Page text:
But not all biological sequestration would be so beneficial. The researchers evaluated the idea of adding iron to oceans in order to stimulate the growth of algae, which sequesters carbon. The approach ranked as the study’s least viable strategy, in part because less than a quarter of the algae could be expected to eventually sink to the bottom of the ocean, which would be the only way that carbon would be sequestered for a long period of time. The study predicted that the rest would be expected to be consumed by other sea life that respire carbon dioxide, which would end up back in the atmosphere. Additionally, increasing the algae blooms would likely wreak havoc by decreasing the oxygen available for other marine life.

The study’s second most promising climate engineering strategy, after carbon sequestration, was carbon capture and storage, particularly when the technique is used near where fuels are being refined. CCS turns carbon dioxide into a liquid form of carbon, which oil and coal extraction companies then pump into underground geological formations and wells and cap; millions of tons of carbon are already being stored this way each year. And the approach has the potential to store more than 1 gigaton permanently each year — and up to 546 gigatons of carbon over time — the study says.

However, a liquid carbon leak could be fatal to humans and other animals, and the risk – while minimal – may stand in the way of public acceptance.

“With CCS we’re taking advantage of an approach that already exists, and big companies pay for the work out of their own pockets,” Cusack said. “The hurdle is public perception. No one wants to live next to a huge underground pool of carbon dioxide that might suffocate them and their children – no matter how small the risk.”

Reducing the amount of sunlight that is heating up the atmosphere through measures such as artificially increasing the earth’s cloud cover or putting reflectors in outer space ranked as the study’s second least viable approach. While cloud seeding is cheap and potentially as effective as improving forestry practices, the approach and its potential impacts are not well enough understood for widespread use, the team concluded.

“Cloud seeding sounds simple,” Cusack said. “But we really don’t understand what would happen to the climate if we started making more clouds.”

Source: AAAS EurekAlert

Image: Cosmic time: Global Warming & Climate Change from Shutterstock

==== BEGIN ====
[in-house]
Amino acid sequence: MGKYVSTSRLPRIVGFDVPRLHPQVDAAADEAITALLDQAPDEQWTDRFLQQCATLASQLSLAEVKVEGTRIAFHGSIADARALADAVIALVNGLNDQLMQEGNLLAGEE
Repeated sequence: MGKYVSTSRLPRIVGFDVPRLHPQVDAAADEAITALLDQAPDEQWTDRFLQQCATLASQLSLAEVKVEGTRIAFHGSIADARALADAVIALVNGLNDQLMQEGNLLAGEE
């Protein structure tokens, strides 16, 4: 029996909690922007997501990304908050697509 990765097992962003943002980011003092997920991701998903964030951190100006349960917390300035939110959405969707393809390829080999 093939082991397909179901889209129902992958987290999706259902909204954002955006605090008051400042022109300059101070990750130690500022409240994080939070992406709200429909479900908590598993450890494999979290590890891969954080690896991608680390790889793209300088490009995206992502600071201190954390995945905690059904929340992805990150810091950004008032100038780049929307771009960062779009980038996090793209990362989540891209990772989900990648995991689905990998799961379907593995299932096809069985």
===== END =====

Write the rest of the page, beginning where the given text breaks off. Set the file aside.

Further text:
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  • time for real climate change

    the number one way to reduce the effects of climate change is to reduce the human population of the world. it is time for the world to force the third world nations to reduce their populations by any means necessary. obama encourages this idea.

  • Bubba Nicholson

    Lifting reflective balloons into earth orbit and increasing the reflectivity of satellites to reflect away solar heating would work well, and certainly more cheaply than reducing human population. Large satellites should be encouraged, small satellites discouraged.
    Of course, if we do nothing at all the human population will be reduced of its own accord, so the problem is, ultimately, self-solving. Fewer people will slow climate change most effectively. And when carbon capture and storage erupts and smothers all life for miles around when it escapes confinement (doubtless intensionally by GreenPeace), that diminishes human population, too, again solving the problem. Let me be first to suggest that we sequester all the carbon dioxide beneath Washington, DC, New York, Chicago, and Los Angeles, plus under Peking, Hong Kong, Calcutta, London, Paris, Berlin, Moscow, Capetown, Buenos Ares, … I say, let the problem creators assume the risks of CCS, and not the poor innocent people in the hinterland.
    Another way to improve our chances against global warming is to increase warfare and diminish the heat given off by weapons of mass distruction. The dozens of atomic nuclear weapons we set off in the atmosphere doubtless contributed to global warming, too, eh?
    We could rescind the ban on chemical weapons, which kill without exothermic reactions, and limit such weaponry to reflective gases.

    Or we could send up a lot of big reflective balloons into orbit that we could move or take down as necessary to achieve our goal of climate control without killing each other. Orbits around the equator would be most effective overall, and parking big balloons over 1% of the sky over glaciers would keep them from melting, saving all those CO2 emitters downstream. Eh?
    Balloons which are fun and happy or like the next guy says, kill off all the poor people who produce too much carbon dioxide. We should strike a balance.

  • Brad

    There is no global warming, as evidenced by the global cooling over the last couple decades. Low information liberals will believe anything they are told.

  • Brad

    Ridiculous, liberal bilge.

  • Climate has always changed. The uptrend accompanying the Industrial
    Revolution began at the depths of the Little Ice Age (approximately 1700) and
    progressed fairly steadily through the 20th century. It became known
    as Global Warming (GW) during the comparatively steep rise in the last quarter
    of the 20th century.

    GW ended before 2001. Measured average global temperature is 0.3 K less
    than ‘consensus’ predictions. That is 40% of the total rise in the 20th
    century. Since 2001, the CO2 level has increased by 30% of the total
    increase 1800-2001.

    Two natural drivers have been
    identified that explain measured average global temperatures since before 1900
    with 95% correlation. CO2 change is not one of them.

    Search using key words AGW unveiled to discover the drivers
    and a graph of what they predict.

  • Looked at Mount Kilimanjaro recently or have your politics muddied your vision?

  • Bubba Nicholson

    Brad, I really had nothing to do with Benghazi. I know you don’t believe it, but, seriously give me a break.